The last hole in the greater Natural Community Conservation Plan/Habitat Conservation Plan(NCCP/HCP) preserve for the Palos Verdes Peninsula has been filled in. NCCPs/HCPs are state-federal-local partnerships to create habitat preserves and shelter endangered species while permitting compatible development elsewhere.
Drawing on a variety of funding sources, principally made available through the federal listing of the California gnatcatcher as a threated species, in which EHL played a pivotal role, two parcels totaling just under 100 acres were acquired in July from a willing seller. The completed preserve has been a long time in coming.
More than twenty-five years ago, EHL's Los Angeles County Director and other environmental advocates were asked to draw up a wish-list mapping of what an ideal habitat preserve would look like. With the local leadership of the City of Rancho Palos Verdes (RPV) and the Palos Verdes Peninsula Land Conservancy (PVPLC), and lots of dickering, patience and overall maturation of the preserve idea among the citizenry, the final documents marking completion were agreed to last month. The end result looks very much like that 90s map, with a few bits and pieces added in for good measure. And it is a long-term endeavor – we also hope to reintroduce the highly endangered Palos Verdes blue butterfly. The victory for all concerned was celebrated at a gathering on August 26th.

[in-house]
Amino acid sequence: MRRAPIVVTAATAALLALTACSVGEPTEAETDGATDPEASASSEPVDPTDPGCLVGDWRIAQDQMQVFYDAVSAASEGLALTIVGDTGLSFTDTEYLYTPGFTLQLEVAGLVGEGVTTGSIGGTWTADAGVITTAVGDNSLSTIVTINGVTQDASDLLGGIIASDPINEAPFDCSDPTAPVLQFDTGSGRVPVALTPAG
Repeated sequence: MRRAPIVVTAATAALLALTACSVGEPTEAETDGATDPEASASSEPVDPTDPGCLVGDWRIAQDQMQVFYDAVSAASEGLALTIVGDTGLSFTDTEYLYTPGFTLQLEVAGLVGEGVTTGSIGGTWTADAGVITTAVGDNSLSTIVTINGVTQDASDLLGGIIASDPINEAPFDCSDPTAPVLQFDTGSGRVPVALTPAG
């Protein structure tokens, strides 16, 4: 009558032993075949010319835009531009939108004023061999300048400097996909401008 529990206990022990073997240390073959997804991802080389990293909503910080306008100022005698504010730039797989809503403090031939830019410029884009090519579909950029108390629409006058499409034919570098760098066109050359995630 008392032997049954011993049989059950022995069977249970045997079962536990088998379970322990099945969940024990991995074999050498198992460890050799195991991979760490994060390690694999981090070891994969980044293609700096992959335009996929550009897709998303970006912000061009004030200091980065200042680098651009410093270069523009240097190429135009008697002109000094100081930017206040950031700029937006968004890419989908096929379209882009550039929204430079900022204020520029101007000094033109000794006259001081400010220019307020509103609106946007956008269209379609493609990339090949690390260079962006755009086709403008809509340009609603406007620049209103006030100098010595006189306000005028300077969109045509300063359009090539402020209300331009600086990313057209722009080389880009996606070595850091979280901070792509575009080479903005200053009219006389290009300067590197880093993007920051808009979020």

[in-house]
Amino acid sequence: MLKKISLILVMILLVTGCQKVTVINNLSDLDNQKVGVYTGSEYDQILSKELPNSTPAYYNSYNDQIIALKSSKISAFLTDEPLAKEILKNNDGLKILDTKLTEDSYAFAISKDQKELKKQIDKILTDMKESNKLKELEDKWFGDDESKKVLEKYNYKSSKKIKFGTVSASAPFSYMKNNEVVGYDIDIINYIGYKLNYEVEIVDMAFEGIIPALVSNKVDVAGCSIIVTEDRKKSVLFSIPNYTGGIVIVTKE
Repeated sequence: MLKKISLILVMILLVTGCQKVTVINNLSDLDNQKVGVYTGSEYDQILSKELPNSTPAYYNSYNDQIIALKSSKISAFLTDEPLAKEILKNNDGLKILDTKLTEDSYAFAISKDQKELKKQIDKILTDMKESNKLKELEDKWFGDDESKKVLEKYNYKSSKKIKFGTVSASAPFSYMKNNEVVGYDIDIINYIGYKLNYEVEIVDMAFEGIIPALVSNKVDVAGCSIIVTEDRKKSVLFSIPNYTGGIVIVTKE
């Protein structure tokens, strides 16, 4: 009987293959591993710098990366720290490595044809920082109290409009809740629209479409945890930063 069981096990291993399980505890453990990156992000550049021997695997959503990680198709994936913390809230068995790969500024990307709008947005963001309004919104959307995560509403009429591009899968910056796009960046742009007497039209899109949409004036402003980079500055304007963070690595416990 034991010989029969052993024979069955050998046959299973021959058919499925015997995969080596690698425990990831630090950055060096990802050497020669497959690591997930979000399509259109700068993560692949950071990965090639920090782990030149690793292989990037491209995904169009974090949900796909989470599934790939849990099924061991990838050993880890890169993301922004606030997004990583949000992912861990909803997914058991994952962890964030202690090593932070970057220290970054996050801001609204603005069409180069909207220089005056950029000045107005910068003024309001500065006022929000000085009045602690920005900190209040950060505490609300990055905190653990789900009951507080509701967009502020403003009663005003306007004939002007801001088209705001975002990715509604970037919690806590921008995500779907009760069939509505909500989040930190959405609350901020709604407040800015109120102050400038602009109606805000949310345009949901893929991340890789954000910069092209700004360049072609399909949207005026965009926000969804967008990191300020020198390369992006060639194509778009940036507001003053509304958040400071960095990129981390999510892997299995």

Congratulations are also due the US Fish and Wildlife Service and California Dept. of Fish and Wildlife personnel who have been with this project from the very beginning, adding persistent support even through periods that proved most difficult. Much the same can be said for both RPV staff and PVPLC personnel who have also been involved throughout this long period. In addition to crucial federal funding for the preserve, important commitments were made by California’s Wildlife Conservation Board, the County of Los Angeles, the City of RPV, and the PVP Land Conservancy. The latter organization has agreed to manage the preserve, drawing on wide community support for volunteers and sustaining funding.